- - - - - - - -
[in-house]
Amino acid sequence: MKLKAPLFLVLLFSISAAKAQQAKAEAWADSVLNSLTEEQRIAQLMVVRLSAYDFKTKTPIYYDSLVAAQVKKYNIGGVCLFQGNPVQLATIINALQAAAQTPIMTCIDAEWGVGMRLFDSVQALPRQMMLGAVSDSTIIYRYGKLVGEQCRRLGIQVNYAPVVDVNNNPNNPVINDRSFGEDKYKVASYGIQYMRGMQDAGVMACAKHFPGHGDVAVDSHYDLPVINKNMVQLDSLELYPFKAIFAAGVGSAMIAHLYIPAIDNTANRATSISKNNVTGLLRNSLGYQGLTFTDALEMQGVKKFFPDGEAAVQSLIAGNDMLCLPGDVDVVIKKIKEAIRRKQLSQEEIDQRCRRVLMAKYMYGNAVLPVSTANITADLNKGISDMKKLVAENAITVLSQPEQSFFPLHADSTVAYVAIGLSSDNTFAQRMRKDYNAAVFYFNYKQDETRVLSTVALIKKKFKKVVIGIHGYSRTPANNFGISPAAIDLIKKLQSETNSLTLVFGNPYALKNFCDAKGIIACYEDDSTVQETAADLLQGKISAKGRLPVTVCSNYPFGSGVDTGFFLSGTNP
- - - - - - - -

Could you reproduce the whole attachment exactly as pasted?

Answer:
[in-house]
Amino acid sequence: MKLKAPLFLVLLFSISAAKAQQAKAEAWADSVLNSLTEEQRIAQLMVVRLSAYDFKTKTPIYYDSLVAAQVKKYNIGGVCLFQGNPVQLATIINALQAAAQTPIMTCIDAEWGVGMRLFDSVQALPRQMMLGAVSDSTIIYRYGKLVGEQCRRLGIQVNYAPVVDVNNNPNNPVINDRSFGEDKYKVASYGIQYMRGMQDAGVMACAKHFPGHGDVAVDSHYDLPVINKNMVQLDSLELYPFKAIFAAGVGSAMIAHLYIPAIDNTANRATSISKNNVTGLLRNSLGYQGLTFTDALEMQGVKKFFPDGEAAVQSLIAGNDMLCLPGDVDVVIKKIKEAIRRKQLSQEEIDQRCRRVLMAKYMYGNAVLPVSTANITADLNKGISDMKKLVAENAITVLSQPEQSFFPLHADSTVAYVAIGLSSDNTFAQRMRKDYNAAVFYFNYKQDETRVLSTVALIKKKFKKVVIGIHGYSRTPANNFGISPAAIDLIKKLQSETNSLTLVFGNPYALKNFCDAKGIIACYEDDSTVQETAADLLQGKISAKGRLPVTVCSNYPFGSGVDTGFFLSGTNP